New Program To Build Websites For Small Businesses Impacted By COVID-19
A new program called Website Jump Start is seeking applicants in order to create websites for 24 local businesses through the Central Virginia Small Business Development Center.
Albemarle County’s economic development project manager, Jennifer Schmack, noted how many businesses have quickly pivoted to an online presence during the pandemic and how the program hopes to help them.
“We hope this program will enable local businesses to make a more permanent transition to digital points of sale and marketing that will set them for long-term success in an increasingly virtual marketplace,” Schmack said.
The websites will allow businesses to bolster their online presence and operations. Completed sites will be built using WordPress to include a home page, contact page, product page, and contact form. Other features can include a video, eCommerce or shopping cart setups as needed along with connection to a payment system.
Applicants can apply from within Charlottesville along with Albemarle, Culpeper, Fluvanna, Greene, Louisa, Madison, Nelson, Orange, and Rappahannock counties.
Of the 24 selected businesses, about a third of the selected businesses will be veteran, minority, or women-owned.
The website construction process also entails a personalized training session to instruct the client on access and updates to their site.
As of this week, Schmack said that there have already been over 10 applications. With 24 grants available, applications will close once the 24 businesses are chosen.
Meanwhile, CVSBDC Director Rebecca Haydock explained that as the applications are starting to “come in fast,” there is no concrete deadline as the program could potentially expand.
“The program may receive more slots so we aren’t specifying,” she said.
Haydock says that more information will be available soon.
The Website Jump Start program is sponsored by GO Virginia along with the city of Charlottesville and Albemarle County.
Interested applicants can apply here.
Spotify Launches New Design For Desktop App And Web Player
Spotify today announced that it has overhauled its desktop app and web player with an “improved look and feel” that offers design parity and also makes both the app and the web experience easier to use.
According to Spotify, it took “months” of tests, research, and user feedback to develop the new, cleaner design that’s simpler while also offering all of the useful features from the desktop app.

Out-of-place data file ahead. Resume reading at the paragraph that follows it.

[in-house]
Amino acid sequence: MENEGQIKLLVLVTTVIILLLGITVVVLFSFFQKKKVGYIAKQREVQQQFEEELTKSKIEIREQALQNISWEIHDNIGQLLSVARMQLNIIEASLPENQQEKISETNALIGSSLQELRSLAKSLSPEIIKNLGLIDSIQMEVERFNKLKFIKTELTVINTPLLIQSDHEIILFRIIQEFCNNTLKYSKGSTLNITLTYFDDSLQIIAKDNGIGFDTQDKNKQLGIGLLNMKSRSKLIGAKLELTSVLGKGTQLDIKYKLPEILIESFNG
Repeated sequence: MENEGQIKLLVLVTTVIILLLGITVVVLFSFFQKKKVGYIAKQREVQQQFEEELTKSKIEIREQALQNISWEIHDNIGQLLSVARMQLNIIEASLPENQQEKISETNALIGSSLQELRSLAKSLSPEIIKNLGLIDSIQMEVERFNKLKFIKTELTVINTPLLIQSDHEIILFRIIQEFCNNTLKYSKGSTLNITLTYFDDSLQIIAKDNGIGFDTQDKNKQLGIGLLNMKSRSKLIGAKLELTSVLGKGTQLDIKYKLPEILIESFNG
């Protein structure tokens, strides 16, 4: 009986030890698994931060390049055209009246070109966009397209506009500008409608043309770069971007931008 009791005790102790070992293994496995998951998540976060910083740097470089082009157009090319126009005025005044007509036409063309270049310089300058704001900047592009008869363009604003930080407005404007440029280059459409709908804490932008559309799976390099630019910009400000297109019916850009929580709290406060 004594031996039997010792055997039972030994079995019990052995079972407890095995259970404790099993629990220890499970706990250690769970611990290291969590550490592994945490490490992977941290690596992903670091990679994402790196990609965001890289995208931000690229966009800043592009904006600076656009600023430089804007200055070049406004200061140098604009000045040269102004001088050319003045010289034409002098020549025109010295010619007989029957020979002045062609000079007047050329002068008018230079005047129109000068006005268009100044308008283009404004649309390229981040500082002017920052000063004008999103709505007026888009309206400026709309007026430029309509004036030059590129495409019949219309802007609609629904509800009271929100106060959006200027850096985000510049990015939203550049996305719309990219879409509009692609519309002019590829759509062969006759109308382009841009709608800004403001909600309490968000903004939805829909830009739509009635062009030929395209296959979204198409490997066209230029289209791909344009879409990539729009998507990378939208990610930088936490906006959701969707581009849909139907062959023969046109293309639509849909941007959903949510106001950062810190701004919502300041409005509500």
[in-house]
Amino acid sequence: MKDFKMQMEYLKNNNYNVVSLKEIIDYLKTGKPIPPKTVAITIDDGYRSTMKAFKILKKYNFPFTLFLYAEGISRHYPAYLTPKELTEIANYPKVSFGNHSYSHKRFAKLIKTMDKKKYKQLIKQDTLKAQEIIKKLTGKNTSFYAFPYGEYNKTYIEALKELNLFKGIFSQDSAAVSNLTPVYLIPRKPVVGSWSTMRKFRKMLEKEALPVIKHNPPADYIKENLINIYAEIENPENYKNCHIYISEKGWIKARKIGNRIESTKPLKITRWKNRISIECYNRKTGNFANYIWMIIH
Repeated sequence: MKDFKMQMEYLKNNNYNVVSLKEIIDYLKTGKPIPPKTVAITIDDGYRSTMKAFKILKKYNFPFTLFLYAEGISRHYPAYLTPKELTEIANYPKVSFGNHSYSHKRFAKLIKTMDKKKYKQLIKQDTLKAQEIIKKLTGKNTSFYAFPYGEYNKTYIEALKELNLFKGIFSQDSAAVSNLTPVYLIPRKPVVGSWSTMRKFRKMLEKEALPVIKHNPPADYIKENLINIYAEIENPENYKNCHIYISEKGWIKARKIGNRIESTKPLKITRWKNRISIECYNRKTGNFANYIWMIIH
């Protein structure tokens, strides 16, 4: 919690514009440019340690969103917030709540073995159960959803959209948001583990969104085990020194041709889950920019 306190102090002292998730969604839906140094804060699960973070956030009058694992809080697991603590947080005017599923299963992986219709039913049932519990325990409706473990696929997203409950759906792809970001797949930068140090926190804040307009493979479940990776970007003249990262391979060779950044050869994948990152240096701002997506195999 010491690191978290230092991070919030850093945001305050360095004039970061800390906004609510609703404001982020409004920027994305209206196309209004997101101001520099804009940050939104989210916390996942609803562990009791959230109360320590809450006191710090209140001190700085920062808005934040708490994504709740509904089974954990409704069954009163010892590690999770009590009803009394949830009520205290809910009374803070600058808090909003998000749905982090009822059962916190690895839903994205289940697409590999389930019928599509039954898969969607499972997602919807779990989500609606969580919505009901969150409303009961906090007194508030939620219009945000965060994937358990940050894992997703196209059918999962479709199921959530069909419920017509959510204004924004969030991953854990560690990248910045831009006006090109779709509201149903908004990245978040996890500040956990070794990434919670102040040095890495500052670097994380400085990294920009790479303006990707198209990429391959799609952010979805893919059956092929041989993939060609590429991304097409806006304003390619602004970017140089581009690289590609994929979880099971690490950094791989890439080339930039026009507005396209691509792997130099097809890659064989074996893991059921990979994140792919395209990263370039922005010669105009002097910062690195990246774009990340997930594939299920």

Using the desktop app and then switching to the web player will feel like a seamless experience now that the two share the same general design. There’s a redesigned Home experience, search has been relocated to the left side of the navigation page, and listener profile pages feature top artists and tracks. Users can now start a radio session for any song or artist using the “…” menu.
It’s easier than ever to edit and customize playlists, and there’s a new embedded search bar for quickly locating new songs and podcast episodes to add. With a new dropdown menu in the top-right corner, Spotify desktop app users can edit Queue and view Recently played.
Spotify users on Mac can download the new Spotify app for desktop from the Spotify website or use Spotify in the browser through open.Spotify.Com.
Spotify Revamps Desktop, Web App Design — Including Downloads To Your Computer
Spotify’s desktop app was the company’s first portal into its music service before mobile phone came to dominated, but Spotify said the desktop design hasn’t kept up with changes over the years.
Spotify has refreshed the look and feel of the desktop app and web player for its streaming music service, the company said Thursday, including the ability to download tracks to a computer with its desktop app for people who are paying premium members.
It also made the design of its web player and desktop app more similar to its mobile app, so that using Spotify across platforms is more cohesive, Spotify said in a blog post. And Spotify simplified playlist creation and added more controls for web or desktop users, like the ability to write descriptions, upload images and drag and drop tracks into existing playlists.
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“We constantly test, develop, and launch new features,” Spotify said. “Yet along the way, we felt that our desktop app experience hadn’t kept up, and that it was time for a change.”
Spotify also added new keyboard shortcuts to assist with many more tasks, the company said. Within the desktop app, PC users can press Control + ?, and Mac users, Command + ? — that will bring up a full list of all commands available.
The news came about a month after Spotify held an event to reveal a list of announcements, including plans to launch a new subscription tier called HiFi for high-quality audio later this year and an expansion to more than 80 new countries. At the time, the streaming-music giant also unveiled podcast exclusives and a suite of new tools for artists and podcasters.
Spotify is the biggest streaming music service by both listeners and subscribers in the world.